Waste at McGill

Waste management at McGill involves rethinking the way we buy, reuse, and recycle materials throughout the university. 

For a comprehensive look at all waste reduction initiatives, visit Waste Reduction at McGill.

Jump to Waste HierarchyHow to Sort Waste at McGill - Frequently Asked Questions

Waste Reduction and Diversion Strategy (2018-2025)

Waste reduction and diversion strategy 2018-2025 document cover
Waste management remains a complex issue that falls under the responsibility of several units on our campuses. To better coordinate these efforts, the Waste Management Task Force, co-chaired by the Director of the Office of Sustainability and the Director of Utilities and Energy Management, created the Waste Reduction and Diversion Strategy to improve McGill's non-hazardous waste system. 



The Waste Hierarchy

How do you become a waste system champion? Always followed the waste hierarchy before you throw something away:

Can I Reduce it?

Do you really need to buy that item? Could you get a waste-free version instead? At-source reduction is the most important step to reducing our waste footprint. Remember: The best way to use the waste system is to avoid using the waste system.

Can I Reuse it?

Could you reuse or repair the item instead of disposing of it? Could you purchase a used version?

Can I Recycle it?

Could your waste be converted into new usable material instead of heading to the landfill?

How to sort it

At McGill University, non-hazardous waste is sorted into four streams. Please see the tabs below for more information on how to sort your waste. 


Compost: Is the item organic waste (food leftovers, paper towel, tissue, certain plastics marked “compostable” or ‘#7 PLA’ or cardboard food containers)? If so, where it’s available, put it into the compostables bin.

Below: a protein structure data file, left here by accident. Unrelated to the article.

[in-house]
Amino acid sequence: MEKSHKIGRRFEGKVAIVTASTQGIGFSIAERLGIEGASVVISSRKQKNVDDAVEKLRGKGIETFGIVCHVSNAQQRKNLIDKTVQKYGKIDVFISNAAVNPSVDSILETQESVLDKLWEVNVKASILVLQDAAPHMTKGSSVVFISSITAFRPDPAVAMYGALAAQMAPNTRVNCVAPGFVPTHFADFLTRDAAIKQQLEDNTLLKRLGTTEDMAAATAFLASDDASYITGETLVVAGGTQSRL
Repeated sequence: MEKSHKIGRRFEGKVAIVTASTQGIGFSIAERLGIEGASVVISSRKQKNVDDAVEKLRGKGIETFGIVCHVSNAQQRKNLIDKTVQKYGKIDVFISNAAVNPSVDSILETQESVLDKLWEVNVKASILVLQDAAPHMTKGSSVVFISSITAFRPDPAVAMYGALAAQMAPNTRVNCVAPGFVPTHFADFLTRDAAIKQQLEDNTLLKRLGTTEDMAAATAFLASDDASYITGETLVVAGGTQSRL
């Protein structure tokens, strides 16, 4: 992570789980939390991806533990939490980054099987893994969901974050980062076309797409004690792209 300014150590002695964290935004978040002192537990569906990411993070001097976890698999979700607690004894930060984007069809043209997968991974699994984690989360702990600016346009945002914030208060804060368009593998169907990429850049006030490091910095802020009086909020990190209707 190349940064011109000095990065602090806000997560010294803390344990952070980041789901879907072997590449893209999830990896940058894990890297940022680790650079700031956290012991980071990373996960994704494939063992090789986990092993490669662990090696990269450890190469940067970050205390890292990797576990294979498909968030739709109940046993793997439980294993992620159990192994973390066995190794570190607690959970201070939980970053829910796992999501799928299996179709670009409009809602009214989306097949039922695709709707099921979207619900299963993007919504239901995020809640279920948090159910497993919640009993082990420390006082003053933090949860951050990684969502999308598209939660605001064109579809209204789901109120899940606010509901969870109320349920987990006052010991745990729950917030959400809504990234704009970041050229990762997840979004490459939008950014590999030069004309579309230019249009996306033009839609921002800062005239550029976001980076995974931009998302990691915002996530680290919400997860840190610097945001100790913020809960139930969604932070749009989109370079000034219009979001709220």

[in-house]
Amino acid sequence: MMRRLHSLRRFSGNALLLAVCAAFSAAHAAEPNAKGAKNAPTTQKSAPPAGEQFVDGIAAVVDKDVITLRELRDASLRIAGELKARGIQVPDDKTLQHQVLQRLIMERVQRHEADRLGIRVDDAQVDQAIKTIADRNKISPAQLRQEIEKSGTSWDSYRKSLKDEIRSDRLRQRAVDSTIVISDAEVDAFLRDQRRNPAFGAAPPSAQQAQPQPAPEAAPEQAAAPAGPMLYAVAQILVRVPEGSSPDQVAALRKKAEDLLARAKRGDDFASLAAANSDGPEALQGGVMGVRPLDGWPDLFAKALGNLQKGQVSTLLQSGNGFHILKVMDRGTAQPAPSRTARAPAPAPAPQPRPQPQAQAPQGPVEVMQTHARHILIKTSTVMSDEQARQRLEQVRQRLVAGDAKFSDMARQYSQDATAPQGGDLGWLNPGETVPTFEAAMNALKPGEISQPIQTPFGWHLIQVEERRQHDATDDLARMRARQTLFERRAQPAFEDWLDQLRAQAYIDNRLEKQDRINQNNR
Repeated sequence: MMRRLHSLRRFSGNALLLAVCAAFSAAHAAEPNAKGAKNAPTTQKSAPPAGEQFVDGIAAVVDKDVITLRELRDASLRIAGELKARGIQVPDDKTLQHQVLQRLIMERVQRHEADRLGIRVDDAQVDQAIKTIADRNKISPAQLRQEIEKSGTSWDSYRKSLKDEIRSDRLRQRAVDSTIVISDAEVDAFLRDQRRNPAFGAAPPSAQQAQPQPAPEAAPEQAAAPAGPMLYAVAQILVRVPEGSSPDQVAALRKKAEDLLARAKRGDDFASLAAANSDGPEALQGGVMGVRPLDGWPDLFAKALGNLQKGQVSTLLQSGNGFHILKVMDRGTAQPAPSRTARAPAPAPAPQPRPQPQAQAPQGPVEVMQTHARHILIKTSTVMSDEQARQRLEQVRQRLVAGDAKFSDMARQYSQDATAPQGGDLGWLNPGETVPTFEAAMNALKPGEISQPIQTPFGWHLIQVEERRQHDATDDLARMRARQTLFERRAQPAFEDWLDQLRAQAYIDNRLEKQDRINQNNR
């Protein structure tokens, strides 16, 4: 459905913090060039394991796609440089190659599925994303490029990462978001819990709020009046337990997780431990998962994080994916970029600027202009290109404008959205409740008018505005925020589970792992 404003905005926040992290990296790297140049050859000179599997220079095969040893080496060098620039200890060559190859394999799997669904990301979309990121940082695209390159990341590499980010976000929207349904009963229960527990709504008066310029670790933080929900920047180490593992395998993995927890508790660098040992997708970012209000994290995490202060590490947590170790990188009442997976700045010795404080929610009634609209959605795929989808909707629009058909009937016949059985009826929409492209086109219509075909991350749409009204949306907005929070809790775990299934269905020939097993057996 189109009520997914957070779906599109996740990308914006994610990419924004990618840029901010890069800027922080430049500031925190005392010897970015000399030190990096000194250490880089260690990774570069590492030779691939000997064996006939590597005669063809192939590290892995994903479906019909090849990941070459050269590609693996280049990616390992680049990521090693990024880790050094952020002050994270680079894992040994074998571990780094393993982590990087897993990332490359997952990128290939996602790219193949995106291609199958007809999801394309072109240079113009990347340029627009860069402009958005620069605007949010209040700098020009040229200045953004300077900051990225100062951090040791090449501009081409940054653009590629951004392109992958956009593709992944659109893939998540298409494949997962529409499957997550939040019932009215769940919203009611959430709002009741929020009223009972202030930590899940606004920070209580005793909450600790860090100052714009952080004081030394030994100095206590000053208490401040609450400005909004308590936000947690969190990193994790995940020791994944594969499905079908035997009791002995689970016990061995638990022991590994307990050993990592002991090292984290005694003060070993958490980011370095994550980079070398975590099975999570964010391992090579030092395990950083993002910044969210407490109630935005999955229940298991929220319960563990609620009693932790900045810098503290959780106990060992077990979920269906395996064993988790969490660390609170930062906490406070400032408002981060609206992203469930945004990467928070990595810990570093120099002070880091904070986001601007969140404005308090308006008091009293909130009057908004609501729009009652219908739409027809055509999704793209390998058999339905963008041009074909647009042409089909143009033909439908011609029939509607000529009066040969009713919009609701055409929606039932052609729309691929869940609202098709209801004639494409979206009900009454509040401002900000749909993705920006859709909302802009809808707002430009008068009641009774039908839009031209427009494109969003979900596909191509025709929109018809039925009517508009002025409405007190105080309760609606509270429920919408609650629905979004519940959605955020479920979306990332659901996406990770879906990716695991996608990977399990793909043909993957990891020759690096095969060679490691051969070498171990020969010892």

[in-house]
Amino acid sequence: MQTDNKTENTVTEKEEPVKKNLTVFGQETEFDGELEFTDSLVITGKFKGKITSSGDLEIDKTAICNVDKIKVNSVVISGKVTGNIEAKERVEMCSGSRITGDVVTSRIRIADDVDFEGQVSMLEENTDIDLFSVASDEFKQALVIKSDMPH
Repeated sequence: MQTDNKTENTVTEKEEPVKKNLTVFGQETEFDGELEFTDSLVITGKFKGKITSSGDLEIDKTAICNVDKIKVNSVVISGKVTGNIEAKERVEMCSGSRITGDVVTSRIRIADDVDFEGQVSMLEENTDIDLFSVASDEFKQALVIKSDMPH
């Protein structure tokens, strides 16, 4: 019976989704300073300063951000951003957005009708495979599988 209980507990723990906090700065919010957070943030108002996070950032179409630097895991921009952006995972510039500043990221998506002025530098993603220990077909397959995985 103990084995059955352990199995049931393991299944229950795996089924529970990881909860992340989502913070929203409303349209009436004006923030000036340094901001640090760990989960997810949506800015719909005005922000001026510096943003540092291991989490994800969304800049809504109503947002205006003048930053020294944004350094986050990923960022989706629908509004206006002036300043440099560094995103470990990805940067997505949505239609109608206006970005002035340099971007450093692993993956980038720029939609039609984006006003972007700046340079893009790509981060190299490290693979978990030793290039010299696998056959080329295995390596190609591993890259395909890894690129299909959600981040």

• Fruits and veggies
  • Meat and fish
  • Leftovers
  • Tea bags and coffee grounds
  • Carboard containers, paper plates and pizza boxes
  • Plastic marked “compostable” (#7 PLA)
  • Newspaper, napkins, tissue and paper towel
  • Disposable coffee cups which are not marked as compostable
  • Inorganic material
  • Chemical products (including paper towel soiled with chemical products)
  • Liquids
  • Animal waste

Currently, McGill has Eco Stations for compostables located in Carrefour Sherbrooke, New Residence, Bishop Mountain Hall, Douglas Hall, and Royal Victoria College dining halls. Visit McGill Food and Dining Service's Composting website for more information.

McGill is working hard to expand composting operations across the campus. Stay tuned! 


Paper/ Cardboard: Clean and dry paper and cardboard should go into the blue stream.



  • Paper
  • Cardboard (flatten boxes)
  • Newspaper
  • Magazines
  • Egg cartons and coffee trays
  • Disposable coffee cups
  • Paper products which are dirty or wet
  • Paper products stained with food or grease (these should go in the compost bin!)

Recyclable Containers

Recyclable containers: The yellow stream is for mixed recycling: Plastic, metal and glass. For plastics, look for the Mobius triangle (triangle made up of three arrows) on the bottom to find the number.




  • Plastics #1, 2, 3, 4, 5, 7
  • Metal cans
  • Glass bottles
  • Milk or juice containers (“Tetrapack”)
  • Tin foil
  • Disposable coffee cups
  • Plastic #6
  • Plastic cutlery or plates
  • Plastic beer glasses
  • Plastic coffee creamers
  • Styrofoam
  • Any other plastic not marked with a number
  • Broken glass


Landfill: The very last option. However, remember that it’s better to throw something away than to potentially contaminate a whole bag of well-sorted recycling. If recycling is too contaminated, it will not be picked up. When in doubt, throw it out.



  • Any item that you are not sure about
  • Disposable coffee cups
  • Food waste (when there is no compostables bin)
  • Plastic #6
  • Plastic that has no number (utensils, plates, creamers etc)
  • Styrofoam
  • Anything else that that is not recyclable
  • Compostable or recyclable materials
  • Hazardous waste (see below)

Hazardous Waste